Autumn has officially arrived, and with it comes another season of having this glorious slice of perfectly-formed pop genius permenantly stuck in my head. Deliciously British and very distinctly Kinkish, you can immediately hear how the influence of this song and this band are still an integral part of modern music. Open all the windows to the Autumn sunshine and crank the volume high….
Frankly, I’m in shock. It’s been a horrible year or so for music fans, with so many greats leaving us – but this was so unexpected, especially as a brand new David Bowie album, Blackstar, was only released a couple of days ago. Now it seems like that the album was his way of saying goodbye, a last gift for his fans.
As an 80s kid, I was always drawn to Bowie’s striking appearance and the music he was making at the time (plus there was Labyrinth, and the lovely intro he did for The Snowman). But it wasn’t until I was older that I began to explore his 70s output, and it immediately struck a chord with me. Here was a man whose music and image told people like me that it didn’t matter that we felt like freaks and weirdos, that we felt different to the rest of the world – in fact, it was a good thing and we should nurture and treasure our differences, our weirdness. He was uncompromisingly himself (whoever that was at any given time) and we should be too.
And that was a message I, and so many others, needed to hear.
For all the immediate, visual theatricality of Ziggy Stardust and Aladdin Sane and all the rest, Bowie was real, and that’s why he had such an impact. If it had only been the front, the image, I doubt he would have become as iconic as he did. Instead, he had the image, AND the passion, the commitment and oh! so very much the music. And it’s the music which secures his immortality, beyond question or debate. So, it is with his music that I pay tribute today.
Another Kind Of Mind is six today (please feel free to send champagne and cake).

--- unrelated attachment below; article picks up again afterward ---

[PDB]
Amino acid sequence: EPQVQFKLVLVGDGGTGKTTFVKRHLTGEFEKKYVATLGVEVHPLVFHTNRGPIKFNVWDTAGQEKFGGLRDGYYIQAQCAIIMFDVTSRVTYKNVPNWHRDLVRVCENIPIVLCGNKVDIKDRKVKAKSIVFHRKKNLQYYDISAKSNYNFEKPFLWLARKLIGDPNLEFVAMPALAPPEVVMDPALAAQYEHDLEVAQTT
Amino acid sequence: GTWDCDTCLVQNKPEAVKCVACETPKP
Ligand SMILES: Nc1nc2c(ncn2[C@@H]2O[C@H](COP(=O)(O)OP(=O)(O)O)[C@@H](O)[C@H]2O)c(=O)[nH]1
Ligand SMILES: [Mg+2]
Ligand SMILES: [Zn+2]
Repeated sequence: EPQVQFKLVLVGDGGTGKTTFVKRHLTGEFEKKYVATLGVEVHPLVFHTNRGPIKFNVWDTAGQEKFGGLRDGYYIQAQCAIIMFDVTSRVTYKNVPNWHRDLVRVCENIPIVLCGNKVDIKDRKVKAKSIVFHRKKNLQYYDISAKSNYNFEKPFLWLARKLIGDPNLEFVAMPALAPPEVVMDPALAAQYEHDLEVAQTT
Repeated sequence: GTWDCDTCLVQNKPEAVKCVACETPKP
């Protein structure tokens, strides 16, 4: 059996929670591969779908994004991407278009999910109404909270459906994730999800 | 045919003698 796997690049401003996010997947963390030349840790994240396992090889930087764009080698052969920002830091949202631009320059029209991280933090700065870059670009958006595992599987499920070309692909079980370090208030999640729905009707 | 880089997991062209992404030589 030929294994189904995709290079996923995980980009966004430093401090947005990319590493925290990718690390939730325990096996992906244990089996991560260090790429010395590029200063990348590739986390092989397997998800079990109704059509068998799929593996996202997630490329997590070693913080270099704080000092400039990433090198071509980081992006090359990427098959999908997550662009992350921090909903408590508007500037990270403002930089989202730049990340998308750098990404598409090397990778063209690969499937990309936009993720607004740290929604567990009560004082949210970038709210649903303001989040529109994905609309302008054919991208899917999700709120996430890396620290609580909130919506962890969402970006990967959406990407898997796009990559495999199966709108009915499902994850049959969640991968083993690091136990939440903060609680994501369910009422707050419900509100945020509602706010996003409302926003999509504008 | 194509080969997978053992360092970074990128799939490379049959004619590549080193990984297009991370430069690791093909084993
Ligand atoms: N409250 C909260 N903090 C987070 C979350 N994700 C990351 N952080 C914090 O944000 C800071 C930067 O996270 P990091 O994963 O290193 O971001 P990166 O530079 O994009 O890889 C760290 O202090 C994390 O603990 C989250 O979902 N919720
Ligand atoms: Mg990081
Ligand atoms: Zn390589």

Thank you to everyone who had read, commented, liked, shared and generally been puzzled by the nonsense I’ve written about over the last six years – you’re all absolutely fabulous, and, as I say every year (because it’s true), I couldn’t do this damn thing without you!
Watch out for some birthday guest posts from some very cool people coming up over the Bank Holiday weekend, including an extremely exciting exclusive….
And while you’re waiting for that….. you dancin’?
I was really saddened to hear today that Adam Yauch, better known as MCA of the Beastie Boys, has lost his fight with cancer. I’ve long been a fan, and I’m old enough to remember the exhilarating rush of the bratty, adolescent, punky white-boy hip hop on their controversial 1986 debut album Licensed To Ill – all the boys in my class at school secretly coveted the VW badge chains the Beasties wore in their videos!
Most critics saw the early Beasties as a bit of a joke, but after the release of their astonishing and hugely influential second album Paul’s Boutique in 1989, a fair few of those critics were forced to eat their words.
And since then, the Beasties haven’t stopped creating amazing, era-defining music – I DJ’d for a while at uni in the mid 1990s, and vividly recall the chaotic dancefloor reaction every time I dropped ‘Sabotage’, the massive lead-off single from the 1994 album Ill Communication…
And it wasn’t just the music. MCA, who was a practicing Buddhist, and the other Beasties took a principled and cultured approach to what they did, involving themselves in activism for social justice causes as well as creative projects including film production and distribution.
After a life like that, it is sad to think that a man who inspired so many, who produced some of the most memorable and groundbreaking music of the last 25 years, and who tried to live his life as he believed to be right should die at the stupidly young age of 47, leaving his wife and daughter behind.
He fought for his right to party – and inspired several generations in the process. That’s a pretty cool legacy.
RIP MCA – you will not be forgotten.